Sven Giegold
Member of the European Parliament – Greens/EFA Group

Speaker of the German Green Delegation

European Parliament adopts gift package for banks without any conditionality

Yesterday, the European Parliament adopted the so-called “CRR quick fix”, a far-reaching softening of the capital adequacy rules for banks in the Corona crisis. Since Socialist rapporteur Jonás Fernández has secured the approval of the Council of Ministers for the legislative proposal upfront, it will enter into force promptly.

The decision was taken with the votes of Christian Democrats, right-wing Conservatives, Liberals and Social Democrats. We Greens voted against the proposal because we believe that it is highly unbalanced. Accompanying conditions would have been needed to ensure that the relief granted would benefit the financing of the real economy. In particular, we have argued for a binding suspension of dividends and interest payments on so-called CoCo bonds (“contingent convertible bonds” or “AT1 instruments”). Due to the imbalance of the legislative proposal in favour of the banks, not only the Left but also some Socialist MEPs voted against the report of their own rapporteur.

The proposals are intended to prevent accounting provisions for expected credit losses (under the new accounting framework IFRS 9) from reducing banks’ equity in the Corona crisis. We Greens have been fighting this change in accounting rules for years because of their excessively procyclical effects. In addition, temporarily non-performing loans are to be exempted completely from the minimum rules for provisions (“NPL prudential backstop”) if they are covered by a state guarantee. This will initially make possible losses “invisible”. The application of the new rules on the leverage ratio is to be postponed by one year, as also agreed in the Basel Committee on Banking Supervision. Central bank reserves should be excluded from the leverage ratio in times of crisis and book losses on holdings of government debt instruments should temporarily not affect regulatory capital.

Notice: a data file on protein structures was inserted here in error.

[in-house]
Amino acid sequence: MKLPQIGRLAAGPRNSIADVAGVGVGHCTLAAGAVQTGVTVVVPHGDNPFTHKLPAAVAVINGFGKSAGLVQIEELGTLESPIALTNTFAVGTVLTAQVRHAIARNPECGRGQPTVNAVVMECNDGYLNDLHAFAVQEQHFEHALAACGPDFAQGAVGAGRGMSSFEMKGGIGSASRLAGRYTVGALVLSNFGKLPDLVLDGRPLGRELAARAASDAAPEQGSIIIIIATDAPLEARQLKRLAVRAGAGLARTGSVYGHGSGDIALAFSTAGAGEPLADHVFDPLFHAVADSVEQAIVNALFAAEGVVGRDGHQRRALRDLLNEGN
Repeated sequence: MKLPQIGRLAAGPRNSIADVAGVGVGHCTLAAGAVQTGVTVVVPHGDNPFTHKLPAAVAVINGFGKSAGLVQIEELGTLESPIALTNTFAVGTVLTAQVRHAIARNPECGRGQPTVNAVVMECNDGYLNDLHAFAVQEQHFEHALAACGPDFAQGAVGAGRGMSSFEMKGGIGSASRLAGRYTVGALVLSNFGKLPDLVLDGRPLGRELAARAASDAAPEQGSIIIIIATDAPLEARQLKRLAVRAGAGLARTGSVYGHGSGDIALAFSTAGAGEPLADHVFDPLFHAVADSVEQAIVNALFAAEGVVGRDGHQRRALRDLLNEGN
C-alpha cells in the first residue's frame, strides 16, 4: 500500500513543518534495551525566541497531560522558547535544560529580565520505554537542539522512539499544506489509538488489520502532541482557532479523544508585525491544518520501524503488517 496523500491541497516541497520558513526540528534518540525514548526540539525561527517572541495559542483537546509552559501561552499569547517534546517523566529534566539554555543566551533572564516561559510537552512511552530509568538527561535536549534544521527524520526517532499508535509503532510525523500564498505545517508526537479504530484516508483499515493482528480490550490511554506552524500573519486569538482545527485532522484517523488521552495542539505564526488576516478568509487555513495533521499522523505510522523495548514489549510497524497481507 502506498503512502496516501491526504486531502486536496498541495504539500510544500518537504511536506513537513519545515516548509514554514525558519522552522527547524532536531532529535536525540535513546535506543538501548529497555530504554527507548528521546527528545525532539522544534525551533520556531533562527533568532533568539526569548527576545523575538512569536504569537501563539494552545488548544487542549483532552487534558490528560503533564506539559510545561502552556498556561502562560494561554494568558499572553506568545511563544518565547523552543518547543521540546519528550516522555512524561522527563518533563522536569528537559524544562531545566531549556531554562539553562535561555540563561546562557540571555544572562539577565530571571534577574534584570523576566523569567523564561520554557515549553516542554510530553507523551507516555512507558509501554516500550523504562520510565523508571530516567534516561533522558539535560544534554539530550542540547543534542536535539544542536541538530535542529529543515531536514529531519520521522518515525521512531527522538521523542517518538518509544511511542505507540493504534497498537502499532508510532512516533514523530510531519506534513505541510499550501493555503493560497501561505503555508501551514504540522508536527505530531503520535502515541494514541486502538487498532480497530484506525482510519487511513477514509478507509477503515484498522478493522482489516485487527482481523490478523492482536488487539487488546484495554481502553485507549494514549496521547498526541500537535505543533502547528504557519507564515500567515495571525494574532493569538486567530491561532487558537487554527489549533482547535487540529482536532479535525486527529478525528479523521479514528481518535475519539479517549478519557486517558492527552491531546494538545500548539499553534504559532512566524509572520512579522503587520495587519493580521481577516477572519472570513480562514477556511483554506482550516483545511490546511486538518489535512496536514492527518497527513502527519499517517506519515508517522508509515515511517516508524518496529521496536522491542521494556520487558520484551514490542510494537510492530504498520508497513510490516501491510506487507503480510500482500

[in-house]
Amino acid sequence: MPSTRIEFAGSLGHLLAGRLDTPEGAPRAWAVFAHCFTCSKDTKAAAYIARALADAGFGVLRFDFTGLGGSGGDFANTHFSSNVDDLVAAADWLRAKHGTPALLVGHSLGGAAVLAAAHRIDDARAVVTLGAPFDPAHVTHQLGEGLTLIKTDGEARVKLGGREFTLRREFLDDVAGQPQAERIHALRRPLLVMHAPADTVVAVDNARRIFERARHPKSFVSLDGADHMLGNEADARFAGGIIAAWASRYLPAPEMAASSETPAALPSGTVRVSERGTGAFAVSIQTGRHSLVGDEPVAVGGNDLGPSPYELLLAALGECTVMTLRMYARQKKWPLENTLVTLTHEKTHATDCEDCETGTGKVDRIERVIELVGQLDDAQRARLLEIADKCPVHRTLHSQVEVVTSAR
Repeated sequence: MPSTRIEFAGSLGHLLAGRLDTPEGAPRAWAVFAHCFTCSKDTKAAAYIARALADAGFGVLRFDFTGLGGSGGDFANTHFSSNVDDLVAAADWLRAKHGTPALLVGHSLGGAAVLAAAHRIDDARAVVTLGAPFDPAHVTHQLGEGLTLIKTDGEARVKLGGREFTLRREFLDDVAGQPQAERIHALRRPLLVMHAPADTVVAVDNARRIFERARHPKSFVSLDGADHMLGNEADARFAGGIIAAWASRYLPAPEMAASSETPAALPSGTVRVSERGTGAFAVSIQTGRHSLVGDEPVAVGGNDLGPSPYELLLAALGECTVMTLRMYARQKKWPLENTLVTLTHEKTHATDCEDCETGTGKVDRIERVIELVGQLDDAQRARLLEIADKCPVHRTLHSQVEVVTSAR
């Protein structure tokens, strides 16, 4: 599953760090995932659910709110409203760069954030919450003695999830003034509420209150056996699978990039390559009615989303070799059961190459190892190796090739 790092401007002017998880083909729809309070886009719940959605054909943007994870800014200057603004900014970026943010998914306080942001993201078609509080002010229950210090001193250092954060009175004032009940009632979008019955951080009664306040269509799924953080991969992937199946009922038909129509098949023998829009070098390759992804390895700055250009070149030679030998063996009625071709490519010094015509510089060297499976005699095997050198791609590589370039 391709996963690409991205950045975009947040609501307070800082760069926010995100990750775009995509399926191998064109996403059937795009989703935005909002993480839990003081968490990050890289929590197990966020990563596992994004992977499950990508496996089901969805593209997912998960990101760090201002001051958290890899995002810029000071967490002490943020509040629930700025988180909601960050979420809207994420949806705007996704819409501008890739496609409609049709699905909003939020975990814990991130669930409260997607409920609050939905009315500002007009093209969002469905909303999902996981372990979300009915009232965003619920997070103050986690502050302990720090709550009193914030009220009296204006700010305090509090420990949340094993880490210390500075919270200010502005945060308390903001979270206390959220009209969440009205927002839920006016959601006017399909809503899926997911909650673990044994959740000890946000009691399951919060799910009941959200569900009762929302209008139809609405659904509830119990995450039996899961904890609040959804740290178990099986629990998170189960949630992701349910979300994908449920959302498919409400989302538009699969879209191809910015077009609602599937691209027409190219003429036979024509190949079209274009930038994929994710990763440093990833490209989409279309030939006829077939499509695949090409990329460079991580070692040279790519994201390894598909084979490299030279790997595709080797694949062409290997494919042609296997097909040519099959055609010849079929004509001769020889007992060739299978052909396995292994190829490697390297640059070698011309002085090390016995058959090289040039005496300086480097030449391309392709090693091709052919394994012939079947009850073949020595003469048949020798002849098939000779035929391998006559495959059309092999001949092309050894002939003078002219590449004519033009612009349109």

MEP Sven Giegold, financial and economic policy spokesperson of the Greens/EFA group in the European Parliament and Green shadow rapporteur for the “quick fix”, commented:

“The amendment of the capital adequacy rules adopted yesterday by the European Parliament is unfortunately a pure gift package to the banks without any conditionality. Instead of providing targeted support to European businesses and citizens to help them overcome the corona crisis, the package merely props up bank shareholders and risk investors.

For the reconstruction of the European economy after the Corona crisis, it will be crucial that banks provide companies with the necessary financing. However, as experience from previous crises shows, capital relief alone will not prevent a credit crunch. We Greens had therefore called for supplementary conditions to ensure that banks actually use the additional headroom to finance the real economy and not just to compensate their shareholders and investors. However, a majority in Parliament, consisting of Conservatives, Liberals and Social Democrats, preferred to grant the banks relief without any conditions.

The lessons of the Great Financial Crisis have been increasingly forgotten during the last years. Banks and their lobby organisations have repeatedly succeeded in thwarting stricter rules and weakening existing rules. Following the softening of the capital adequacy rules adopted yesterday, the European Commission intends to relax further banking and financial market laws in the near future. We will now work across Europe on alliances that want to oppose a renewed deregulation of the financial markets.”

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